According to the Purdue University Online Writing Lab (OWL), memos are written to highlight or resolve problems. Northern Kentucky University’s School of Business declares that memos should communicate a lot of information in limited space. How a memo is formatted depends on the company, the purpose of the memo and the memo recipients. Internal staff memos may provide information, analysis and conclusions, information about business hours or instructions for the proper use of equipment.
Things You'll Need
- Pen and pencils
Learn the basic purpose and format of a memo. Memos are usually internal documents used to communicate to staff. Purposes may include policy reminders, action requests, reporting a change or providing official notification. The memo format includes a heading, introduction, body, summary and closing. Attachments are noted at the bottom of the document.
Determine the purpose of your memo and which, if any, attachments will be included. Determine the recipients of the memo. Often, supervisors and managers receive copies of memos and there may be a requirement to include a copy in a file. Determine what the memo will say and compose a rough draft. Check on company policy for using letterhead that is approved for memos.
Complete the heading, beginning with the “Date.” Include names and titles of primary recipients in the “To” section. This may be one or more persons, or it may specify a group of people, such as all account managers. Include in the “cc” section the names and titles of those who will receive copies of the memo. Include in the “From” section the name and title of the person sending the memo. Include in the “Subject” section a short title describing the purpose of the memo.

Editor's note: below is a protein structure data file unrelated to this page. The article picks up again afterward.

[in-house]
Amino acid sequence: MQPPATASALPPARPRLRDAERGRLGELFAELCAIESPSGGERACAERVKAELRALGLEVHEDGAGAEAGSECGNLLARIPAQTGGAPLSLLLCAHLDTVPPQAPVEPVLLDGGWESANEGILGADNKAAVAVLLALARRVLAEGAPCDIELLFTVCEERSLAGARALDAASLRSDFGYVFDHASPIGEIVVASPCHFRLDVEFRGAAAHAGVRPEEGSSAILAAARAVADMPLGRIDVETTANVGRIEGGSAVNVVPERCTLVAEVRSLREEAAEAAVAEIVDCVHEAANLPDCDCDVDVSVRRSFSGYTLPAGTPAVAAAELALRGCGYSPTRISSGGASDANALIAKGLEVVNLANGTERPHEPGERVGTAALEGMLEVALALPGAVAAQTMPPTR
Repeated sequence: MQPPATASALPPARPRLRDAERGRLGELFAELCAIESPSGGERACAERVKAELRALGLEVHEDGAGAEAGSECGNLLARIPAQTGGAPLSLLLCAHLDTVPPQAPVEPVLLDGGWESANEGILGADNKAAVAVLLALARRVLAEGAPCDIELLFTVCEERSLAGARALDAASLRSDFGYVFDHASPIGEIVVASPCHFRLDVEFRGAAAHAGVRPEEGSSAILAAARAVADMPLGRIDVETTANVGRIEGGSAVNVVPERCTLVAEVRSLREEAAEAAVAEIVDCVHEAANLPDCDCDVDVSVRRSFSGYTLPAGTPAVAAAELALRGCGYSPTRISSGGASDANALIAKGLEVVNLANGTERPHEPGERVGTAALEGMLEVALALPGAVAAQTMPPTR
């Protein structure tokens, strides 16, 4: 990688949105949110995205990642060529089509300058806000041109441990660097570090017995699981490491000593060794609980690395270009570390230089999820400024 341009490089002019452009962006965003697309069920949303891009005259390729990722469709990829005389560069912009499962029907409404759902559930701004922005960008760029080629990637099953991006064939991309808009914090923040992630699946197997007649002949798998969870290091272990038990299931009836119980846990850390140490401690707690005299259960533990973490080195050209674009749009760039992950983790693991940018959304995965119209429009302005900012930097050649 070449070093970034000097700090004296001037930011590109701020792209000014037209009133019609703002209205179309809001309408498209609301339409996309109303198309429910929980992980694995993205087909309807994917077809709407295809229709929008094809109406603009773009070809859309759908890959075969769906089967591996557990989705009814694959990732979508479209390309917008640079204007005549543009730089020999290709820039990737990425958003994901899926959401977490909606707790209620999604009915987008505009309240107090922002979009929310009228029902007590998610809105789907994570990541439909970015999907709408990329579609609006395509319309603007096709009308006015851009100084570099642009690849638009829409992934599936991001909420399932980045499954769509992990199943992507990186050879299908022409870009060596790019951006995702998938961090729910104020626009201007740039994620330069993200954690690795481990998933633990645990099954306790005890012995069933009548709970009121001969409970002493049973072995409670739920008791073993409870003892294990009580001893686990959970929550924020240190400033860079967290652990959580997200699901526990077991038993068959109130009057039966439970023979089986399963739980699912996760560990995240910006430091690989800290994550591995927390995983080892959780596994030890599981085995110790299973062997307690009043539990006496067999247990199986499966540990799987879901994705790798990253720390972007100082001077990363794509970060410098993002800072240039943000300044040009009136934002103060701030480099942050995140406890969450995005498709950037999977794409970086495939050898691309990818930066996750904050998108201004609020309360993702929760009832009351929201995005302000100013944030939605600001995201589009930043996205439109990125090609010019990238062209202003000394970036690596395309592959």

Include an introductory paragraph that explains the purpose of the memo, provides background for the purpose and gives an overview of what will follow in subsequent paragraphs. Include an alert for readers if the memo contains policy or other critical information.
Include information in the body, or main text, of the memo that expands on the introduction and overview. For instance, provide the background leading up to a policy change. Separate and order the paragraphs according to content. Use brief paragraphs throughout the memo. This section may be one or two paragraphs or several pages, depending on the purpose of the memo.
Insert the summary and closing. The summary may not be necessary for one-page memos, but it may be helpful with long documents containing complex information or instructions. Close by thanking the reader and offering your help in answering questions or explaining the memo content. In the absence of a summary, include a brief summary in the closing paragraph. Inform readers if the memo contents are confidential.
Note at the end of the memo a list of attachments mentioned in the memo. Use the words “Attached” or “Enclosed” to denote the list of attachments. Do not include attachments that are not referenced in the memo.
Sign the memo. Memo writers usually initial or sign memos in the heading section, next to the “From” entry. A formal memo might require a full signature and date line at the end of the document.